How to Tell Old Friends about Your New Life
1250 words, read time: approximately 4-5 minutes.
My co-worker Amiri came to me for counsel and guidance in his new walk with God. “I don’t feel I can play in my band anymore because it compromises my relationship with Christ. How can I tell my band member about my new faith and convictions without turning him off from knowing God for himself?”
I admired the humility Amiri displayed in seeking counsel and was happy to advise him from the Scriptures as well as my own past experiences. When I came to Christ at the age of 22, the majority of my friendships were with non-Christians. Although my intentions were genuine, I made many blunders in sharing my faith with them. God had now graciously given me an opportunity to share those experiences with Amiri to help him avoid the same mistakes I myself had made.
Here are some of the ways I encouraged Amiri to share his new life in Christ with his old-time friend and band mate and how the conversation played out between them.
After my conversion to Christ I shared my faith with everyone I knew and practically anyone else who crossed my path. Although I have no regrets about sharing my faith and testifying about the Lord’s work in my life, I do regret not operating in greater humility in many of my conversations. I can remember one of my friends saying to me, “I feel like you’re preaching at me, not talking to me.”
I first advised Amiri to demonstrate complete humility in his approach and conversation. “And a servant of the Lord must not quarrel but be gentle to all, able to teach, patient, in humility correcting those who are in opposition, if God perhaps will grant them repentance, so that they may know the truth.” (2 Timothy 2:24-25 NKJV)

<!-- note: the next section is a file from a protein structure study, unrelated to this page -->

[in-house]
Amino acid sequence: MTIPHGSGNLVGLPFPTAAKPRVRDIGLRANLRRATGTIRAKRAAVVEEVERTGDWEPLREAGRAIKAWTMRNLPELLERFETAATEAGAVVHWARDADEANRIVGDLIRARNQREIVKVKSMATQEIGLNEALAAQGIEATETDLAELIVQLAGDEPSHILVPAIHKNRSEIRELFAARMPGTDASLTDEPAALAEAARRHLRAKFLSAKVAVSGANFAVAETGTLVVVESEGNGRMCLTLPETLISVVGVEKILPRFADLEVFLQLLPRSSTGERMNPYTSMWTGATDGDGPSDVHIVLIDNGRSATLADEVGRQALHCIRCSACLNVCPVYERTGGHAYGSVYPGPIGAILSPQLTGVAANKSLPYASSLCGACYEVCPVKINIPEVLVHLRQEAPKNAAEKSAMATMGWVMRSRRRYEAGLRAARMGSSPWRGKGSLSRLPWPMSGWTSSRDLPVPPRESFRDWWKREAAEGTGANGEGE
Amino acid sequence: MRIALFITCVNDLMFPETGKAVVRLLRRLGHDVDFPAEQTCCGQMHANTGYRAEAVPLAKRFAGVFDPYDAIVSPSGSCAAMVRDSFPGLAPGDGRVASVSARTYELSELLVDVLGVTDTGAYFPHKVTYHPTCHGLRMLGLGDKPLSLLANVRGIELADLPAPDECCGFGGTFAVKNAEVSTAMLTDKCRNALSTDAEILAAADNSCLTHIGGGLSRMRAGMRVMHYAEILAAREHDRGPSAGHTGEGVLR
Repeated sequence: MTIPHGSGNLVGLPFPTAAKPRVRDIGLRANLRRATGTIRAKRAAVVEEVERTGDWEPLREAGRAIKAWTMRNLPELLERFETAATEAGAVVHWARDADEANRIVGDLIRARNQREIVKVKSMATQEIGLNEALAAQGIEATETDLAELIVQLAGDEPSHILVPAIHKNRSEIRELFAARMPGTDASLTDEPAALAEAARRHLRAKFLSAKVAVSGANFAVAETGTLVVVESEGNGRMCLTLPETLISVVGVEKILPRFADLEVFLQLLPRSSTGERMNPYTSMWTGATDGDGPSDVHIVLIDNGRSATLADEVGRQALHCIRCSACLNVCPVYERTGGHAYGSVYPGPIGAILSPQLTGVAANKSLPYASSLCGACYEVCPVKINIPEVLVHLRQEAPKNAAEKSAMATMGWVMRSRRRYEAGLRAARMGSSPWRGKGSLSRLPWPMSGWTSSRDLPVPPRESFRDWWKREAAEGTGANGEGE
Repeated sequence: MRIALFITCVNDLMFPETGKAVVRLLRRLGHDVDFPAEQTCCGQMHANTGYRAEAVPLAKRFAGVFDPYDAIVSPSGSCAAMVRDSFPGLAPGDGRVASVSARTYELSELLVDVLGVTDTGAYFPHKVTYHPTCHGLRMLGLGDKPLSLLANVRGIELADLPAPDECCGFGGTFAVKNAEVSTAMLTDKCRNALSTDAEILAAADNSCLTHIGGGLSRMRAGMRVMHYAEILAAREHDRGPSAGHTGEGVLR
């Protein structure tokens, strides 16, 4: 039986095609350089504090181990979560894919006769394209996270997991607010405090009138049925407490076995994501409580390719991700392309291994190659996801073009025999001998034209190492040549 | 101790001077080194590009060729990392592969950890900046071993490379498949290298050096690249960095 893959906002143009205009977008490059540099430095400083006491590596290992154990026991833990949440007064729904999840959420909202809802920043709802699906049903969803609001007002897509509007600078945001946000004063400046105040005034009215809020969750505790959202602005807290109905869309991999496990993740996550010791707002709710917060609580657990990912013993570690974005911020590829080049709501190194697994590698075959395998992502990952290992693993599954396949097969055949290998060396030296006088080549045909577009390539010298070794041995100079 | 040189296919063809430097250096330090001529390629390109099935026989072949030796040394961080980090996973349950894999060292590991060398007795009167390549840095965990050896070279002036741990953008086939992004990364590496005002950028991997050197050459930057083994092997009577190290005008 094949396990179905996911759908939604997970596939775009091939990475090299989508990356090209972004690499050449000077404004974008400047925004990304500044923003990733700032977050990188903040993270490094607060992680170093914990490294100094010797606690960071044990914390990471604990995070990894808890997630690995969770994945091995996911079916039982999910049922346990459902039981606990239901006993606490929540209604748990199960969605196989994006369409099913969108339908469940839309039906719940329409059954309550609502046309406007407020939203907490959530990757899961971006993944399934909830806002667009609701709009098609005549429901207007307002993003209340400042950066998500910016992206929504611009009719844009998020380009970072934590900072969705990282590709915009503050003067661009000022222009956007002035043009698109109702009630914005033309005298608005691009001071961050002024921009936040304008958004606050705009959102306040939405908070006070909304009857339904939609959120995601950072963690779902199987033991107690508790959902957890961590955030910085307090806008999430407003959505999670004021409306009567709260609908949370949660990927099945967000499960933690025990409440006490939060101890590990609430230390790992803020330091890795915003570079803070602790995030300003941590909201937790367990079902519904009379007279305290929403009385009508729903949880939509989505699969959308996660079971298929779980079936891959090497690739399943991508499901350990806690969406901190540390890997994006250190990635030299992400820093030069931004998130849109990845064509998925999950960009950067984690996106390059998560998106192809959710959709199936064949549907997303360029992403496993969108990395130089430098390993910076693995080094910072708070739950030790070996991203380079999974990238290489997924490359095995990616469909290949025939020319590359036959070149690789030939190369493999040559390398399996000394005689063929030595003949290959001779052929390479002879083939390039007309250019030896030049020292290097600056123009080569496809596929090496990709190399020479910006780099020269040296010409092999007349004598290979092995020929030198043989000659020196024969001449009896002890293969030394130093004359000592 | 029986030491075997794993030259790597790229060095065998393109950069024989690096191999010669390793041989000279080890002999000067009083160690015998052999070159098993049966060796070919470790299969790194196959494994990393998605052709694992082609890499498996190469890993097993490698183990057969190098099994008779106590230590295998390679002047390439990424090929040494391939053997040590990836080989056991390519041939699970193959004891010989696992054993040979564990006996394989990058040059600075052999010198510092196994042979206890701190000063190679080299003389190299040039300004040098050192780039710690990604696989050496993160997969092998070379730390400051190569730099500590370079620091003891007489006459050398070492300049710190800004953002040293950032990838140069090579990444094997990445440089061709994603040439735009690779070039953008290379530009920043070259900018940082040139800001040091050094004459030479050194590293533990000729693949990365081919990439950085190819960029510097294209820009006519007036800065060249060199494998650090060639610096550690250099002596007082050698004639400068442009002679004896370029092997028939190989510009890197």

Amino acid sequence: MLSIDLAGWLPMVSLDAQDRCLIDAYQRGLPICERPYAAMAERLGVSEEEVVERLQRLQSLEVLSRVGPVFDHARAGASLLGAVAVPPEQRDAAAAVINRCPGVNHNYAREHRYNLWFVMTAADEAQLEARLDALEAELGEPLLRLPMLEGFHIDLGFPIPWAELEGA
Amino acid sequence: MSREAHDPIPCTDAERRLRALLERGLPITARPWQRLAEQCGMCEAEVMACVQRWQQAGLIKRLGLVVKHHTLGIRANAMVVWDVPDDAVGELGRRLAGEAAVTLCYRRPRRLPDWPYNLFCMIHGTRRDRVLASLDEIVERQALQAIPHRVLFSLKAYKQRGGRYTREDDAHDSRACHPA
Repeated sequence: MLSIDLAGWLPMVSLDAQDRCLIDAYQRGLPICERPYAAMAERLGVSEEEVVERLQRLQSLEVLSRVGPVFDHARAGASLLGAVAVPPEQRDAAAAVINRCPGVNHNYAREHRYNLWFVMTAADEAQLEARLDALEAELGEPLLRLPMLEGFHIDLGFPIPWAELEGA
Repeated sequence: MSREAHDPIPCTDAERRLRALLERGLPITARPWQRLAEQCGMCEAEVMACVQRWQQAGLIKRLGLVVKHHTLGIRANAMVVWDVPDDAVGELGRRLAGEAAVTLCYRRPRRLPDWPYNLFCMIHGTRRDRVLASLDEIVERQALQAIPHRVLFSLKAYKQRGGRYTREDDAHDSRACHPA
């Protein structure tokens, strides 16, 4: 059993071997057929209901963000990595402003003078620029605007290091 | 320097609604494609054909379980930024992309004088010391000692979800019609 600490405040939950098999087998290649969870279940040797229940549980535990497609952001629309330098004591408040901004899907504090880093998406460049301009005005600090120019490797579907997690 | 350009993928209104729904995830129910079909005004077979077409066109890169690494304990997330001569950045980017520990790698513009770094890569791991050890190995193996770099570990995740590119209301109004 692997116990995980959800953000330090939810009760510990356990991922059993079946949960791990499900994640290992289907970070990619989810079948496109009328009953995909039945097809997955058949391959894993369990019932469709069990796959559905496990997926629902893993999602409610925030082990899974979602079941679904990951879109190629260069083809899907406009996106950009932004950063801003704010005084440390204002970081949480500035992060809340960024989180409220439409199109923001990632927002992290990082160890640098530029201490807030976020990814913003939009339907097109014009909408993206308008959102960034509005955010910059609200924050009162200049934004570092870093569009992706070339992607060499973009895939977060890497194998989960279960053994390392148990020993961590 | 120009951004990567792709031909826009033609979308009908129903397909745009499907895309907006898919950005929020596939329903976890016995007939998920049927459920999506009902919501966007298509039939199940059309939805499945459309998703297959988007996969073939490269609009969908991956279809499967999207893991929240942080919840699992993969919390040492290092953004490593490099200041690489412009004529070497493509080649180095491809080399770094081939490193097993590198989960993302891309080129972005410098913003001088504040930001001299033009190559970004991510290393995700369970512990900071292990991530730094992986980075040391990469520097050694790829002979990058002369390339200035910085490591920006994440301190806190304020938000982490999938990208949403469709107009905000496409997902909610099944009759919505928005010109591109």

Through this advice, the Holy Spirit impressed upon Amiri to share with his band member his own faults in their relationship and places where he failed to demonstrate Christian character. In his fear of approaching the topic of faith with his band member, Amiri had recently become irresponsible, frequently failing to return band related phone calls and follow through on commitments he had made. He began the conversation by acknowledging his failure at being a consistent friend and band mate.
By opening his conversation with the confession of his faults, Amiri’s band member’s guard was dropped and he was able to receive what was being explained to him without feeling the need to be on the defensive.
Sharing Our Story
After my conversion, I began to share Christ with zeal and passion. In my excitement I often caught friends and family off-guard with my sudden appeals to embrace Jesus. I had expected a quick and positive response from others – forgetting how God had led me through a series of events and brought multiple people into my life over a span of several years. In retrospect, I would have shared the story of my coming to faith more as a journey in time, with the climax of salvation, to help others better understand how God had begun working in my life and the commitment required in deciding to follow Christ wholeheartedly. (Luke 14:26-33)
We do not need to know every intellectual argument to defend the faith or be able to answer every question asked of us, but we do need to be prepared to share our personal story of how God has worked in our own life. My advice to Amiri was to clearly explain to his band member the process in which God led him to place his faith in Christ as Lord.